Turangi, at the end of Lake Taupo, is a gateway to the Tongariro National Park. It’s also a good place to spot Blue ducks (Hymenolaimus malacorhynchos), a torrent dweller not unlike South America’s Torrent duck (Merganetta armata), or dippers (Cinclus sp.).
There’s a track that goes along the Tongariro River, on both sides of the river. One advice: don’t hike it. I thought I would have good views on the river, but most of the path is lined by hedges or fields, and there are only a few viewpoints, mainly accesses to the river dedicated to anglers. As a result, the 15 kilometers (full loop) feel very long and boring.
If you want to see the Blue ducks, I would recommend to go to Major Jones Bridge, and look south. There, I have seen them resting on boulders or swimming upriver, filtering the flow to catch a prey. This feeding behaviour is very different from that of Torrent ducks or dippers, which dive underwater. Blue ducks mostly stick to the surface, sometimes immersing themselves briefly. It was a true treat to see them make their way up in the rapids, where sometimes they were flushed down a meter or two but would always climb back up, using rocks to ease the “ascent”.
Also mesmerizing was them crossing the river at its fastest point, focused on their target through the furious rush of water.
If you hadn’t realized it before, know this: I like ducks. I like to watch them, and I like to produce images of them. Lake Rotopounamu gave me a great opportunity to approach a new species: the Pacific black duck (Anas superciliosa), or Grey duck as it’s called here.
Before we go forward, one precision: these images might not picture pure Grey ducks, for they hybridize a lot with Mallards (Anas platyrhynchos) in New Zealand. As such, real Grey ducks are very rare here, and might well disappear sooner or later, replaced by a swamp of hybrids. However, these birds looked more like pure Grey ducks than any other I had seen before, with clear lines on the face and greyish legs (as opposed to bright orange, though they are probably not grey enough here for pure birds… but I’m not an expert).
Very tame, they preened as I lay down in the wet sand. The image below shows something I learnt from my mentor Samuel Blanc when I was at the young birders group in my region, 10 years ago: blue and green feathers may change color depending on the angle you view them, and the light that shines on them. See, one wing “mirror” appears blue, and the other one appears green. Or that bird had mirrors of different colors. Is that even possible?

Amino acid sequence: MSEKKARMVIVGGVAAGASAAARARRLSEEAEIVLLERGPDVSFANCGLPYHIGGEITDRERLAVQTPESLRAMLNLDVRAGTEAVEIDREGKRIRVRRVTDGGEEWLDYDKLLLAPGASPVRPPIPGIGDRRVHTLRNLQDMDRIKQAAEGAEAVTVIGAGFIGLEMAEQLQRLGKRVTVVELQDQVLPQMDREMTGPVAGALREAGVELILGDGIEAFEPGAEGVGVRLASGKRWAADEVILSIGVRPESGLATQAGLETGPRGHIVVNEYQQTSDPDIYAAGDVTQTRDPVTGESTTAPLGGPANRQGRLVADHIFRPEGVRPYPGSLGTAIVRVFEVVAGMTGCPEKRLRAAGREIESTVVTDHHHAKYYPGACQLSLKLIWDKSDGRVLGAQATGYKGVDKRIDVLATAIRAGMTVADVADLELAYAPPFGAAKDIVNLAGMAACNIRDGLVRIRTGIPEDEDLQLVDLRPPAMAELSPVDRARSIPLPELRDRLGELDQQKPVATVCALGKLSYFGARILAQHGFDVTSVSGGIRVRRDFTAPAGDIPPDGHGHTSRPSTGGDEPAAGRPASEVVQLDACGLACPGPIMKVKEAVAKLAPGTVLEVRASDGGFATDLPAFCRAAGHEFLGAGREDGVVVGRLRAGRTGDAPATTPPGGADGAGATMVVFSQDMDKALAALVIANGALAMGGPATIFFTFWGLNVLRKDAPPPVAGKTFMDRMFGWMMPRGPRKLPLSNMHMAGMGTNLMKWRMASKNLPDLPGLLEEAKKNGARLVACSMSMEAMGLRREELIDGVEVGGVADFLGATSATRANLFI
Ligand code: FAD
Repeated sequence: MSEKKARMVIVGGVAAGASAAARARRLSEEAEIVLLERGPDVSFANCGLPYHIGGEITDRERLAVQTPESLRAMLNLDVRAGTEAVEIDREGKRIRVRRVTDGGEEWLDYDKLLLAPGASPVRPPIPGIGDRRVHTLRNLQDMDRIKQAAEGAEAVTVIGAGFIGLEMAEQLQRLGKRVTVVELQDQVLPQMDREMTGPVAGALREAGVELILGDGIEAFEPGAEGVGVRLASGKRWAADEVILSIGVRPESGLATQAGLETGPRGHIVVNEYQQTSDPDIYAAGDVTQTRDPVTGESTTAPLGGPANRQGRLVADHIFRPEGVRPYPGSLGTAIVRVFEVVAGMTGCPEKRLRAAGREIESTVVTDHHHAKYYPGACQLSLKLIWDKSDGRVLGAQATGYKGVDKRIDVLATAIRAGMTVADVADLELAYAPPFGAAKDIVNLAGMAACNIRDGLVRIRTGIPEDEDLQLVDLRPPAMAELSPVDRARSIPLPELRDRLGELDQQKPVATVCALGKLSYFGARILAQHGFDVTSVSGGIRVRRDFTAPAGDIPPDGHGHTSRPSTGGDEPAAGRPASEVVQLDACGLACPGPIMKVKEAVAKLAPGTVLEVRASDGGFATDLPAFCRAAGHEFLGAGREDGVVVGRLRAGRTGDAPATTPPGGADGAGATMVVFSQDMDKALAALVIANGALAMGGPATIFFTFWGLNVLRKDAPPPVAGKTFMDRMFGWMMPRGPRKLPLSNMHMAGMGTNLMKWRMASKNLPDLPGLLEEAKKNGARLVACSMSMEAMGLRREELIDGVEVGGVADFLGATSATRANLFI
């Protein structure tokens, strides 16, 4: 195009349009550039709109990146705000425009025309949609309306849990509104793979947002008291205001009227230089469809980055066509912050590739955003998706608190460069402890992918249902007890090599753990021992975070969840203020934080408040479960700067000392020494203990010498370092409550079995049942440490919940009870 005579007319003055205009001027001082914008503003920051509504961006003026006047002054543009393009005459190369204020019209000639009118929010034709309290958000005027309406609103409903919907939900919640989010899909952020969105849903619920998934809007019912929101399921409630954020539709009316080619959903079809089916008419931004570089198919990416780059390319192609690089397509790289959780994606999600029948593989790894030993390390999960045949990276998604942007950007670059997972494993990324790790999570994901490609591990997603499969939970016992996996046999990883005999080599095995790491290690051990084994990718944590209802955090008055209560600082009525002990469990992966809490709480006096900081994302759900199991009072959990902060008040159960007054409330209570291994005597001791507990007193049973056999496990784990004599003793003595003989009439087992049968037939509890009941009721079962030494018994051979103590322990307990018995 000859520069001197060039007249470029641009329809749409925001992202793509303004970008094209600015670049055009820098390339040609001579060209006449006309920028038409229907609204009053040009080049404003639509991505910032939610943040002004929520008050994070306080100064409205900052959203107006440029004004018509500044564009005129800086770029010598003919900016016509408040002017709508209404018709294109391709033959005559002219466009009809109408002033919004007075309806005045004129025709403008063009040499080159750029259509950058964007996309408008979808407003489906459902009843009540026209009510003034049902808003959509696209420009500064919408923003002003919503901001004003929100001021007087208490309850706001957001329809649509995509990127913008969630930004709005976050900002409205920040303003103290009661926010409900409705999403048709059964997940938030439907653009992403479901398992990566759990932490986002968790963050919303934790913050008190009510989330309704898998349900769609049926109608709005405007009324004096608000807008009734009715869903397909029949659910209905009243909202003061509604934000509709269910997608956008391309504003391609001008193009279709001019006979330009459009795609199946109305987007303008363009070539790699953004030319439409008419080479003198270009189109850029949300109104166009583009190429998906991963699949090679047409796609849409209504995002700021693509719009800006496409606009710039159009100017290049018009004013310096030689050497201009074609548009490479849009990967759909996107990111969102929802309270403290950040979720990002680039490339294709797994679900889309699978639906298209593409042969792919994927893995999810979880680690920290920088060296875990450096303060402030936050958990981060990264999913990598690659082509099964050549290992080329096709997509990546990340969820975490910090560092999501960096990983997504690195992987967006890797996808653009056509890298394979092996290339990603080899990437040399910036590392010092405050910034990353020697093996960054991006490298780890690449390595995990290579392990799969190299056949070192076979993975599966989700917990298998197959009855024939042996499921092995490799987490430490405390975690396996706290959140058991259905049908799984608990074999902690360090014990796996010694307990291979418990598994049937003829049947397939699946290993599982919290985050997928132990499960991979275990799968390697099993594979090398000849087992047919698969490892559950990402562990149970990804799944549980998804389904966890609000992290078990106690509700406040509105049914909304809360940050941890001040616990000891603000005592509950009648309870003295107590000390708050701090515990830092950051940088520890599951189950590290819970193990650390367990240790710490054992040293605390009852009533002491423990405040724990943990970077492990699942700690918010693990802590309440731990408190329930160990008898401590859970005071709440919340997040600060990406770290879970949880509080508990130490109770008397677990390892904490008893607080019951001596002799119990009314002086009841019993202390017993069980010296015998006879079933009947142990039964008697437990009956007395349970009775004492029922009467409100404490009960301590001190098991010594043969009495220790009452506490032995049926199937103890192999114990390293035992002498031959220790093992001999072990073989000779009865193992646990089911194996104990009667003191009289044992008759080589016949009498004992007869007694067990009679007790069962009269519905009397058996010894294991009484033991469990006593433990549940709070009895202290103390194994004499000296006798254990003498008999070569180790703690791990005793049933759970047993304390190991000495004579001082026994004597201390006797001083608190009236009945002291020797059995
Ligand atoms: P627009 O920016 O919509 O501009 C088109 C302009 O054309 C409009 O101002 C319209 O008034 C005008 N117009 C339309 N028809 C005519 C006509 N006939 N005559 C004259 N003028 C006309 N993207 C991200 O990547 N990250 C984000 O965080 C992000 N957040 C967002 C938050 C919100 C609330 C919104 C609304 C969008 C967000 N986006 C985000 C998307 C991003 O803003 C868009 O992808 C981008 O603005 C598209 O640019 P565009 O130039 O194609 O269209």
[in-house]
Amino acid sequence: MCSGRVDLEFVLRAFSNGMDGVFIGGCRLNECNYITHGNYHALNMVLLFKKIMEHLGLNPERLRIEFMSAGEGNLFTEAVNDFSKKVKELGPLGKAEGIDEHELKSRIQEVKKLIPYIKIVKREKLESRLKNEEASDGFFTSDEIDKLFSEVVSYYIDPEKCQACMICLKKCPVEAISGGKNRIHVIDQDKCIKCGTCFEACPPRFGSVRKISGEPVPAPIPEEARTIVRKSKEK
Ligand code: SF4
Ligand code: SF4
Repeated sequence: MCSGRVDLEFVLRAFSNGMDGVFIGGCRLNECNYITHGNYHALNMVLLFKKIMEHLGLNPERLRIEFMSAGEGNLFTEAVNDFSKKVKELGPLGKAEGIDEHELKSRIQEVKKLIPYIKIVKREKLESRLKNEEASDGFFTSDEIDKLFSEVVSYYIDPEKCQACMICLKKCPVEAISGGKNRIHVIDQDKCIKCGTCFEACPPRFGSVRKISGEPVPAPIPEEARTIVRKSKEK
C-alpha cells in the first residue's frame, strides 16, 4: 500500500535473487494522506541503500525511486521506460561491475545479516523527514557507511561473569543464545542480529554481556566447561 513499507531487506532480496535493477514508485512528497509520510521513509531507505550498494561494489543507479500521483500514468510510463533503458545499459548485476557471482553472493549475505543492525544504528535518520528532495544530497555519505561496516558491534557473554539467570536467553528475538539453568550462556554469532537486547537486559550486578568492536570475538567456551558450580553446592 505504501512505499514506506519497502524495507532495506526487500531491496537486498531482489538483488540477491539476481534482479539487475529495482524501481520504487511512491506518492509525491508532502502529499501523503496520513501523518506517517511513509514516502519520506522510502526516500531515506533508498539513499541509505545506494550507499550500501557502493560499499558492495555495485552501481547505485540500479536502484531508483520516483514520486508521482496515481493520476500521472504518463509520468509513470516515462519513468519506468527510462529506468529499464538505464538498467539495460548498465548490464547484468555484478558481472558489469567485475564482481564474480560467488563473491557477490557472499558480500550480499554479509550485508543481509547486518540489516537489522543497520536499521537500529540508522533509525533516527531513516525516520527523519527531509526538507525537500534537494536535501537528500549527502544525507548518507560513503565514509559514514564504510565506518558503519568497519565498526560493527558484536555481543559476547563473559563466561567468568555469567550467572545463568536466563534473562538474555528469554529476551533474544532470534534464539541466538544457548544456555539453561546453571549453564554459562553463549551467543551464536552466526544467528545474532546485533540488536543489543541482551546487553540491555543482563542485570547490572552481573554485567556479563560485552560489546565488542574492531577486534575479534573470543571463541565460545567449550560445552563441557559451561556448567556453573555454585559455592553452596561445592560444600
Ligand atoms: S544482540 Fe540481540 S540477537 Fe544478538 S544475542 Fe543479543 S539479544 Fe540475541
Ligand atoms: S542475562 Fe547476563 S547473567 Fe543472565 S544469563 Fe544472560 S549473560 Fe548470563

Lake Rotopounamu is at the center of an area that’s heavily managed, with traps and poison used to remove pests like rats. As such, it’s a quite a rich area for native birds, and I saw the first Bellbirds (Anthornis melanura), Whiteheads (Mohoua albicilla) and Riflemen (Acanthisitta chloris) since Tiritiri Matangi. Its lush surroundings offered quite a contrast with the bare flanks of Mount Tongariro, which I could imagine behind its cap of clouds…
The most traveled hike in the Tongariro National Park is the Tongariro Alpine Crossing, sometimes dubbed the most beautiful one-day hike on the North Island (or even in the whole New Zealand?), a spectacular trail in a rugged volcanic landscape between Mounts Tongariro and Ngauruhoe. However, the hostel keeper advised to go to the Tama Lakes instead, for the lakes on the Crossing would still be frozen. At the visitor center, they added that the wind and changing weather would make the Crossing rather dangerous.
That’s why I embarked on a different adventure with people I had met at the hostel the day before. Austin and me, soon joined by Agathe, started from Whakapapa. The others went to Desert Road, and started from there. We met at the Tama Lakes, where we exchanged car keys, and continued each in our own direction. We were all reunited at the hostel in the evening.
The hike was long, a bit too long for me. However, it was also gorgeous from the beginning til the end, and we were very lucky with the weather.
Mount Doom loomed over us for the whole trip. Mount Doom, that’s Mount Ngauruhoe. It was chosen by Peter jackson to “act” as Mount Doom in his Lords of the Ring movies. With snow on it, it didn’t look as intimidating, but it was spectacular nonetheless. On the other side, Mount Ruapehu, the highest point on the North Island, looked down on us as well.
All these mountains are active volcanoes. For instance, more than 60 eruptions have been recorded on Mount Ruapehu since 1945 – which didn’t prevent ski infrastuctures to be built on its slopes. On the second part of the hike, in the steppe after the Tama Lakes, it felt a lot like the Atacama desert around San Pedro de Atacame, in Chile: low vegetation, perfect volcano cones covered in snow… it was a perfect copy. Majestic.
It also felt a lot like Lord of the Rings, the three of us “running” in the pampa like Legolas, Gimli and Aragorn before us. We met much fewer people on this track than in the morning, to my delight, but at some point it started to be boring, and I wished we had gone back to Whakapapa instead of doing the full crossing. It was a relief to arrive to the car, but I also felt proud of this accomplishment.
This was my Walktober 😉
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